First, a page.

The problem I have with this argument is that the circumstances of those ‘Civilized’ nations are not the same as ours. They are much smaller, have much less diversity, and do not have a horrific partition as historical baggage. Also there are been negative consequences in countries which have tried to impose cultural norms on unwilling minorities: e.g. Women threatening to immolate themselves in Turkey due to a ban on headscarves. A similar move from France also received stiff opposition from women.

Anyway, the Indian context is different, and what has worked for other countries, may not work for us.

4) The Constitution says it.

Well yes, the Constitution does say we ought to try to bring about a Uniform Civil Code, in the DIRECTIVE PRINCIPLES OF STATE POLICY. This section contains a lot of provisions that we have not been able to implement, and some which we have abandoned  due to changing times (such as prohibition).

So if in this day and age, we find that a Uniform Civil Code is not a good idea, we can move away from it and try to work out other solutions.

But now let us examine the other side of the fence.

The Detractors of the Uniform Civil Code.

1) Amounts to disrespecting personal law/ religious beliefs of a community

Right, so let me say this right away.

Human Rights > Religious beliefs

You simply can not violate the rights of women and call it your religious beliefs. 

It is disputed whether the religion actually promotes these beliefs

Polygamy is not really encouraged by Islam, it is permitted in certain conditions. Infact (refer to Mr Ashgar Ali Engineers essay above) it is believed that the Prophet reduced the number of wives that men could marry, quite a radical step for that time. Similarly, the triple talaq (said in quick succession) is also not encouraged by religion.

2)It will create a sense of alienation among the minorities.

Well, frankly speaking a majority of the members of the Muslim community are not opposed to reform. Mr Engineer found that

“some prominent Ulama from Deoband, Lucknow and Aligarh, to our pleasant surprise, favoured abolition of triple divorce and they were critical of Muslim Personal law Board on its insistence to retain it.”

Perhaps the problem is not so much with the Muslim Community, but with certain voices in it, who claim to have the right to represent the whole community. What these voices forget is that Muslim Women are fifty percent of the population, and their voices count too, while making decisions on the state of personal law.   

3) The Hindu Right’s advocacy of the issue has now made it an excuse for cultural aggression.

There might be some merit in this, particularly since the manner in which the Hindu Right has driven the discourse behind the UCC, combining it with other highly contentious issues such as the temple at Ayodhya, the consumption of cow meat, teaching history in the ‘right’ perspective, makes any debate on it an extremely charged one, with neither side willing to concede an inch, for fear of getting the short end of the stick.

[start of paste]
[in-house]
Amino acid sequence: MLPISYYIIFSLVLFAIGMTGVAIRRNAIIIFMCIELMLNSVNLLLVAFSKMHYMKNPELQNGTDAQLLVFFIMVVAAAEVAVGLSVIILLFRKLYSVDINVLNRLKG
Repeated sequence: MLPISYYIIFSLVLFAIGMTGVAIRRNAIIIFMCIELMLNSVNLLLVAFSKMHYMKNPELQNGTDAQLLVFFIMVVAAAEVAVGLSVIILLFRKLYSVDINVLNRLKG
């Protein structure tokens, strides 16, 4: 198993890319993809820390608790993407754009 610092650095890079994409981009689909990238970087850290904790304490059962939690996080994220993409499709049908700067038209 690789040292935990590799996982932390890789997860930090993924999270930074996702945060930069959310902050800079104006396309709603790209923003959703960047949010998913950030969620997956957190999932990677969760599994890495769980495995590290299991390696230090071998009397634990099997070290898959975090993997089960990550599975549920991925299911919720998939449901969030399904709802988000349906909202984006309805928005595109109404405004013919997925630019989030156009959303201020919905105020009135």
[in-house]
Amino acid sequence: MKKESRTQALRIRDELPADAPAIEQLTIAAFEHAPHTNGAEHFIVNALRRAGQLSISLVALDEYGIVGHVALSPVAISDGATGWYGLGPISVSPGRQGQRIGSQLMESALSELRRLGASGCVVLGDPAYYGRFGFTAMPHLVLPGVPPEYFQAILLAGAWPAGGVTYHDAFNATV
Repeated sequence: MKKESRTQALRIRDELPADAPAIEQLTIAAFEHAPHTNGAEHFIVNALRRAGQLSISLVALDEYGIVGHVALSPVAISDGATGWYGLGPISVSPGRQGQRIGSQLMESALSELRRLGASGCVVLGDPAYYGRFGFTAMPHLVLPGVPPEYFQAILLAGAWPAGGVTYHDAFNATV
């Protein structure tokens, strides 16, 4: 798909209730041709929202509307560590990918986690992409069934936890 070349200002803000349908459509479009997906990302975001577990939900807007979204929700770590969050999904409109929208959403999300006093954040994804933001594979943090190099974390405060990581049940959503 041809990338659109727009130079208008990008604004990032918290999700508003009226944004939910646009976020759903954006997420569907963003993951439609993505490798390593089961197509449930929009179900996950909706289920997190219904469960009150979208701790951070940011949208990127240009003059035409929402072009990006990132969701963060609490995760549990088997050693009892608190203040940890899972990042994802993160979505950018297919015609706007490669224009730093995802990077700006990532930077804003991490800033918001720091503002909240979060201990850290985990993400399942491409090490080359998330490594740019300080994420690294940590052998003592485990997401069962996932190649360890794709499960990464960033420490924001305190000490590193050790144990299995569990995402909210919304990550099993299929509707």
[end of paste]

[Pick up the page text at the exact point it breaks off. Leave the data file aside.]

Is there a way out?

Yes there is. But the way out involves something that people on neither side of the debate are willing to do. COMPROMISE.

Given the bitterness over the UCC, it seems to be very difficult that it can be enacted without widespread bitterness in sections of the Muslim community. One does not know how widespread this section or the bitterness will be, but it may be better to look at the two other alternatives before us:


I know what I am proposing is radical, hard to imagine and we will need the best legal minds of the country to work on it before it can be a reality. But what if we can create an Optional Secular Civil Code that persons can chose to get registered under and be governed by. This way we give room to men and women of all communities choosing to opt out of outdated provisions of their personal law, and be governed by the Optional Civil Code. While the Special Marriage Act does this to a certain extent, by allowing people to opt out of their personal law relating to marriage, an Optional Civil Code would have comprehensive provisions regarding marriage, inheritance, adoption, guardianship all in one place. 

Given the emotional baggage attached to the UCC, the Optional Civil Code, if framed well, can give us a fresh start as a society. It will also let Muslim Women (and women of other communities) opt out of their personal law, instead of having to wait for that law to change. 

b) Reform of personal law at a fast pace   

Things need to change with personal law, and yes there has to be a certain degree of uniformity. But this result can be achieved by a fast paced reform of personal law of communities,in tandem. By doing this, the human rights violations in the personal laws  can be fixed, while keeping the identity and practices of a community alive.

Either of these suggestions, to be implemented, need not only political will but tact and sensitivity. We can stick with outdated practices, or shove our conception of modernity down unwilling throats, but none of these will be a real victory for our polity.

I would love to hear from you, dear reader, what you think we need to do..


2 thoughts on “The hornet’s nest that is the Uniform Civil Code: and do we need to stir it?”

  1. To me, it is premature to comment on UCC. I will wait and watch what the Govt does. The article is very nicely articulated. Encapsulating a topic like UCC in a nutshell is a tough job. Compliments for including a solution/alternative for UCC. Very few Op-Eds comes with a solution. Thanks for sharing 🙂